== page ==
In the spirit of the holidays, I wanted to put together a list of some things I've been reading (and coveting) lately – as well as things on my own wish list – that would make great literary gifts for friends and family this year.
I heartily recommend you head to the local book store near you (may I suggest Queen Anne Books, Elliot Bay, or the UW Book store? Cinema Books on Roosevelt is also an excellent store for movie books – and a "dig through the stacks and explore" kind of place) to pick up a few of these:
Destroy All Movies!!! The Complete Guide to Punks on Film by Zack Carlson and Bryan Connolly
Our own Chris Estey wrote about how awesome this is earlier this year, and omfg. It IS. Every single movie with any appearance by a punk rocker is detailed within. This book is one of my greatest treasures…and I haven't even gotten past the first 20 pages. Its completeness is amazing, and the reviews/descriptions of the movies are hilarious. I LOVE IT. And I have some half-assed notion of renting all the movies in it that I haven't seen – who wants to dare me?
Deep Focus Books – Heathers, They Live, and Lethal Weapon
When Soft Skull press announced Deep Focus last year I was SO EXCITED. These books are like the movie version of the 33 and 1/3 series. I currently have They Live and Heathers in my collection, and am excited to add more. In addition to the ones listed above, they also have The Sting, Death Wish, and The Bad News Bears in Breaking Training (WHAT) available.
Hammer Glamour | Marcus Hearn
If you are not familiar with Hammer Horror, you should be – not just because they've made some of the finest Dracula films and mastered the art of gothic, bloody terror, but also because of the incredible British BABES. I came across this book in some news feed and immediately proceeded to jump up and down with joy. Gorgeous Hammer stars from the 50s-70s, in a neat coffee-table ready book. This one will go nicely next to my copy of Monsters in the Movies.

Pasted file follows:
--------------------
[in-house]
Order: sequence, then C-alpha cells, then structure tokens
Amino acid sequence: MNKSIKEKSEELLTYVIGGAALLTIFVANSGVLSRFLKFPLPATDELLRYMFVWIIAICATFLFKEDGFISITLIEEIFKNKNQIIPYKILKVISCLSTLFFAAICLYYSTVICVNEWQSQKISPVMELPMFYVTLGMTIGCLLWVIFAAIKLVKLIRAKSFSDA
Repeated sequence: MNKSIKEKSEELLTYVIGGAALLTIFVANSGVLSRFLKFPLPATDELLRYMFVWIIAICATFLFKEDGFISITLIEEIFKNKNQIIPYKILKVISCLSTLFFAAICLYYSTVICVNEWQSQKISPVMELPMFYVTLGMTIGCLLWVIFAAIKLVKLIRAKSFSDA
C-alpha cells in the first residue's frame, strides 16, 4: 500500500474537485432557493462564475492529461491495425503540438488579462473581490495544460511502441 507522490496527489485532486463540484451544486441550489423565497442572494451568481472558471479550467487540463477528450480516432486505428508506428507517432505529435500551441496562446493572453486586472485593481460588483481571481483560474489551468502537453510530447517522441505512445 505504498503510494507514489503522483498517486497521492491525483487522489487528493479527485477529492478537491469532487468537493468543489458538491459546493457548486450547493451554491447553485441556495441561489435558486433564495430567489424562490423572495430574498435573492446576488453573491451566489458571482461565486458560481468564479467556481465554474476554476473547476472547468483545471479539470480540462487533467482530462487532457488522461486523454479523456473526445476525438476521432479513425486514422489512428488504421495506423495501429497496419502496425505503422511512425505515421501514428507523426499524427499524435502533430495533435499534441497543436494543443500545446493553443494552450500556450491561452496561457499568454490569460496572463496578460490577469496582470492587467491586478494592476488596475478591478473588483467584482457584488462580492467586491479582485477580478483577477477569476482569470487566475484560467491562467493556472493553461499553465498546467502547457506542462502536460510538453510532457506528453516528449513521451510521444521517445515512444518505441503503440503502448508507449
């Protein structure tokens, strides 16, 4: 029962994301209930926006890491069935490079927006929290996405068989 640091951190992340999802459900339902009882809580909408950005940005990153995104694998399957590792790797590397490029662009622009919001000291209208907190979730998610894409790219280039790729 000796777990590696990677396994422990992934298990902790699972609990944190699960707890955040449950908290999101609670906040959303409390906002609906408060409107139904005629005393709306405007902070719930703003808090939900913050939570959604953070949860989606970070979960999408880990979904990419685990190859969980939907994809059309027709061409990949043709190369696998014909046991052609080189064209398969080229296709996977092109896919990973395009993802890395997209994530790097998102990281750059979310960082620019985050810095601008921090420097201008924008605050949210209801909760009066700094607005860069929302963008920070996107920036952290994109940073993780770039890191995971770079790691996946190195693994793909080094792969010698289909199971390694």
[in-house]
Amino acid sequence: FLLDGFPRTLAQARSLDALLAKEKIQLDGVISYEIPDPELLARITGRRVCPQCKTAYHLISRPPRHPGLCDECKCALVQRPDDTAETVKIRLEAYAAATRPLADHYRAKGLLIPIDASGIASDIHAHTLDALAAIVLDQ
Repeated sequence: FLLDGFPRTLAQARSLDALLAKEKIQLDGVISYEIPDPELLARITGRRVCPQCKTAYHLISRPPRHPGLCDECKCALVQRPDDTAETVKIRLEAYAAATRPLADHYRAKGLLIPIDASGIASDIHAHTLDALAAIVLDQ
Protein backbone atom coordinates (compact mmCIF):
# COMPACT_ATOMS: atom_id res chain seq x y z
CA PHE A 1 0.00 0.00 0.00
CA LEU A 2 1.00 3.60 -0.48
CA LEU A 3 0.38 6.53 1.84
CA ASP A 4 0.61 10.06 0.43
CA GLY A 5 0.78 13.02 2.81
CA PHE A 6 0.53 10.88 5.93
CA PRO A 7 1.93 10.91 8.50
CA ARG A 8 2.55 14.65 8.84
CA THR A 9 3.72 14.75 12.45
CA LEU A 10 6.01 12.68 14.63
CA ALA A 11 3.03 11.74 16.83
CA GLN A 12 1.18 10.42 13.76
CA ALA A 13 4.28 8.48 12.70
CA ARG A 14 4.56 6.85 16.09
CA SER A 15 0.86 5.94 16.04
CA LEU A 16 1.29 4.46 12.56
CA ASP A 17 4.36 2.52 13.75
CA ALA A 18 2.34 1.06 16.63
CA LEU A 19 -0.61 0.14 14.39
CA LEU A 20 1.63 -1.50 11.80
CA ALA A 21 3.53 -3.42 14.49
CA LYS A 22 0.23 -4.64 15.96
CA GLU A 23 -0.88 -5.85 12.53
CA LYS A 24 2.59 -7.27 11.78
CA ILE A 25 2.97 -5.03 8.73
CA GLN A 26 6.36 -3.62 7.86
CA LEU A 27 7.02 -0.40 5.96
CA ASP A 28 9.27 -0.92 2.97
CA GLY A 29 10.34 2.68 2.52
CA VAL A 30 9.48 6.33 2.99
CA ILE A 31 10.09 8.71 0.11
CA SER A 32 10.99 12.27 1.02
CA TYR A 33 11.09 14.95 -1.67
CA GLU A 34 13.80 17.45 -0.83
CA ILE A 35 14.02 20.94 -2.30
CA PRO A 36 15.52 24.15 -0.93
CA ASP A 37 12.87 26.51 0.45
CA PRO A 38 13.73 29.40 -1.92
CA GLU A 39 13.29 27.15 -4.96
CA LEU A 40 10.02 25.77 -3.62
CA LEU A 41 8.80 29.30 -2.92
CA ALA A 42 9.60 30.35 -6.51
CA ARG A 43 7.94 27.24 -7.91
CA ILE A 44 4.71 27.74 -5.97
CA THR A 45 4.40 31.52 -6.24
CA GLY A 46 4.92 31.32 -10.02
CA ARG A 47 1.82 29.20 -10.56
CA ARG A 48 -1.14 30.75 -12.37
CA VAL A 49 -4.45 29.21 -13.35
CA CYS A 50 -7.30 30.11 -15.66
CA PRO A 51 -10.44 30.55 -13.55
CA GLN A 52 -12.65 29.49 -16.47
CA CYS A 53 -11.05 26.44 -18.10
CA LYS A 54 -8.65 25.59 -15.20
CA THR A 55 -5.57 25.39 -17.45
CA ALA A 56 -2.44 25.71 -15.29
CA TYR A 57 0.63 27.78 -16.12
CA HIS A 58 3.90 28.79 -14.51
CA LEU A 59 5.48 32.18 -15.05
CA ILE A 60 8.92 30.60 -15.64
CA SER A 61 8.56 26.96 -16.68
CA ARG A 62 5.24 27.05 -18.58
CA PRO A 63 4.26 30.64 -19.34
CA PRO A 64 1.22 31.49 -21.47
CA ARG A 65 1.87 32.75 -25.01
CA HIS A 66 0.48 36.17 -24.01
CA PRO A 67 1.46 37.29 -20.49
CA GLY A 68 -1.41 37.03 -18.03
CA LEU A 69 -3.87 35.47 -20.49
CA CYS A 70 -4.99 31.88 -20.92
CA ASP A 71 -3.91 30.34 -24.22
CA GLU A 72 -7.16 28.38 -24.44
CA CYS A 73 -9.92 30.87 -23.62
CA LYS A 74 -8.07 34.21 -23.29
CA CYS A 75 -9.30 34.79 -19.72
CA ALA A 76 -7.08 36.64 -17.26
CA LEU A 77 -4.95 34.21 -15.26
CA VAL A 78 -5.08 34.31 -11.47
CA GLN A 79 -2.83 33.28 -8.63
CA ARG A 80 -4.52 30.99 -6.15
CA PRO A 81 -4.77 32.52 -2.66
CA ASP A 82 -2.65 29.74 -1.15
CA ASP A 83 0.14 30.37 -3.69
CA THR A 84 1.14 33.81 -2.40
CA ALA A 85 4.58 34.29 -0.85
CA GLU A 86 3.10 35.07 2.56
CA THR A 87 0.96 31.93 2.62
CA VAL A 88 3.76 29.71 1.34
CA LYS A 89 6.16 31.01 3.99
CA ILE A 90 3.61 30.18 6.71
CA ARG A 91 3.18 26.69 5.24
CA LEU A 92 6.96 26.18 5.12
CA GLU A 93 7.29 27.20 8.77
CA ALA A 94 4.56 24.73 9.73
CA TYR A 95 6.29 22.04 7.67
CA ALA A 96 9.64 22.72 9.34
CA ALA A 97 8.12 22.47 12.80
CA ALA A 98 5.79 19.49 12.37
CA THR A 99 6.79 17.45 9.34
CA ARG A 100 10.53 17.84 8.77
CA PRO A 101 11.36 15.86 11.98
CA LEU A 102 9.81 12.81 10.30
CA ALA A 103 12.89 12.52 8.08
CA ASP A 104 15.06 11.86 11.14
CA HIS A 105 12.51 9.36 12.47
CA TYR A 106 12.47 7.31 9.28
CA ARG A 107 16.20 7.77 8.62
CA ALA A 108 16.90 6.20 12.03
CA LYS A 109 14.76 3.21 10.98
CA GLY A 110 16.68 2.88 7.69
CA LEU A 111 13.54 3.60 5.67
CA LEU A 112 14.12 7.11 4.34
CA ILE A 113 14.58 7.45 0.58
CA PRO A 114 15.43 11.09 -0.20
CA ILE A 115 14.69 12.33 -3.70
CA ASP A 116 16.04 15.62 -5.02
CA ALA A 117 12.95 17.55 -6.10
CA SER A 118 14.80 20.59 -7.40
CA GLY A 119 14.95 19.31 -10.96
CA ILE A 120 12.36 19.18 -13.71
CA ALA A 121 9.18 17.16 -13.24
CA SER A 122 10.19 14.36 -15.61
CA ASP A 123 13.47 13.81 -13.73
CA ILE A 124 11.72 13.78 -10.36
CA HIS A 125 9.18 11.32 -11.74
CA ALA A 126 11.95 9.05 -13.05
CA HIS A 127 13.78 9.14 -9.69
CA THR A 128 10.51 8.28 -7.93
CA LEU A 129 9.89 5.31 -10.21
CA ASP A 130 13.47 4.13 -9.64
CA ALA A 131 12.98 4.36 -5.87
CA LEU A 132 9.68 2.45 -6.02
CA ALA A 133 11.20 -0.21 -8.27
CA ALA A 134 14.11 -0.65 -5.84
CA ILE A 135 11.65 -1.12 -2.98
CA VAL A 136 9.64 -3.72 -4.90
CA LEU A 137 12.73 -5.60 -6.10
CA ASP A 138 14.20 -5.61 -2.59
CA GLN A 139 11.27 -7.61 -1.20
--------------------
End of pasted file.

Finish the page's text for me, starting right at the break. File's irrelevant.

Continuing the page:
Monsters in the Movies: 100 Years of Cinematic Nightmares by John Landis
Part coffee-table picture book, part monster history – this is another movie book for the nerdy completist. It will take me hours and hours to pour through this entire thing, but what I've pawed through so far has been amazing. Landis covers every kind of movie monster in this book, and interviews his friends (some people you may have heard of, like David Cronenberg, Christopher Lee, John Carpenter, and Sam Raimi) about the power of movie monsters. so. awesome.
Adventures in the Screen Trade by William Gibson
One of the best (and funniest) books I've ever read about working as a screenwriter – and hollywood as an industry. Gibson is the cleverest. I heart this guy! Pair it with Which Lie Did I Tell? More Adventures in the Screen Trade – where he claims he rewrote Good Will Hunting and makes fun of Damon & Affleck – for the perfect 2-book gift. And if you're leaning towards fiction, go for a copy of The Princess Bride. If you've only seen the film and have never read the book, YOU ARE MISSING OUT.
B-Sides and Broken Hearts by Caryn Rose